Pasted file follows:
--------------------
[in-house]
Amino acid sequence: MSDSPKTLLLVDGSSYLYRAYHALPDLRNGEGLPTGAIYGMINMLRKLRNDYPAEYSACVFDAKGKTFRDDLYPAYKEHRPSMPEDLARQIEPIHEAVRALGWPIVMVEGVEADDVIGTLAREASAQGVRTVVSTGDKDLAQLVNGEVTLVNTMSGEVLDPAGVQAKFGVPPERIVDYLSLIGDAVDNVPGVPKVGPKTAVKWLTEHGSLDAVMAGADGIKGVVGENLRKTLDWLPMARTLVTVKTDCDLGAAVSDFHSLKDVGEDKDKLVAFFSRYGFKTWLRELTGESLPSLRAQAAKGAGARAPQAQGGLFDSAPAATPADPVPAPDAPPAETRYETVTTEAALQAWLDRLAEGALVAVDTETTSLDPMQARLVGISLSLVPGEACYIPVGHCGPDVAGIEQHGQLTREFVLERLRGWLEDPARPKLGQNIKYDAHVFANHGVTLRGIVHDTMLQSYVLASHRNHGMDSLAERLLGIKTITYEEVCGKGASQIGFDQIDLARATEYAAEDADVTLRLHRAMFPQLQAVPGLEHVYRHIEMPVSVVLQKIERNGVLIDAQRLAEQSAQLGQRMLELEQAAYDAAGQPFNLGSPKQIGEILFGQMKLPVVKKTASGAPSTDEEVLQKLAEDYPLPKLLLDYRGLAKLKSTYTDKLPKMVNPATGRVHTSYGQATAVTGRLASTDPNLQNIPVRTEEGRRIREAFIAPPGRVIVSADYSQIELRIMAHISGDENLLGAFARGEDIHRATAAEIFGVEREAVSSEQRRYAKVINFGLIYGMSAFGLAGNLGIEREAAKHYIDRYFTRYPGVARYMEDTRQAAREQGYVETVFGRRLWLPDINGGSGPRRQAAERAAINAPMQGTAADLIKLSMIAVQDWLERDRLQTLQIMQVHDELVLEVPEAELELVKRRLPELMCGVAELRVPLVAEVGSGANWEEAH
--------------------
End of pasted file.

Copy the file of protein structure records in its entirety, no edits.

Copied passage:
[in-house]
Amino acid sequence: MSDSPKTLLLVDGSSYLYRAYHALPDLRNGEGLPTGAIYGMINMLRKLRNDYPAEYSACVFDAKGKTFRDDLYPAYKEHRPSMPEDLARQIEPIHEAVRALGWPIVMVEGVEADDVIGTLAREASAQGVRTVVSTGDKDLAQLVNGEVTLVNTMSGEVLDPAGVQAKFGVPPERIVDYLSLIGDAVDNVPGVPKVGPKTAVKWLTEHGSLDAVMAGADGIKGVVGENLRKTLDWLPMARTLVTVKTDCDLGAAVSDFHSLKDVGEDKDKLVAFFSRYGFKTWLRELTGESLPSLRAQAAKGAGARAPQAQGGLFDSAPAATPADPVPAPDAPPAETRYETVTTEAALQAWLDRLAEGALVAVDTETTSLDPMQARLVGISLSLVPGEACYIPVGHCGPDVAGIEQHGQLTREFVLERLRGWLEDPARPKLGQNIKYDAHVFANHGVTLRGIVHDTMLQSYVLASHRNHGMDSLAERLLGIKTITYEEVCGKGASQIGFDQIDLARATEYAAEDADVTLRLHRAMFPQLQAVPGLEHVYRHIEMPVSVVLQKIERNGVLIDAQRLAEQSAQLGQRMLELEQAAYDAAGQPFNLGSPKQIGEILFGQMKLPVVKKTASGAPSTDEEVLQKLAEDYPLPKLLLDYRGLAKLKSTYTDKLPKMVNPATGRVHTSYGQATAVTGRLASTDPNLQNIPVRTEEGRRIREAFIAPPGRVIVSADYSQIELRIMAHISGDENLLGAFARGEDIHRATAAEIFGVEREAVSSEQRRYAKVINFGLIYGMSAFGLAGNLGIEREAAKHYIDRYFTRYPGVARYMEDTRQAAREQGYVETVFGRRLWLPDINGGSGPRRQAAERAAINAPMQGTAADLIKLSMIAVQDWLERDRLQTLQIMQVHDELVLEVPEAELELVKRRLPELMCGVAELRVPLVAEVGSGANWEEAH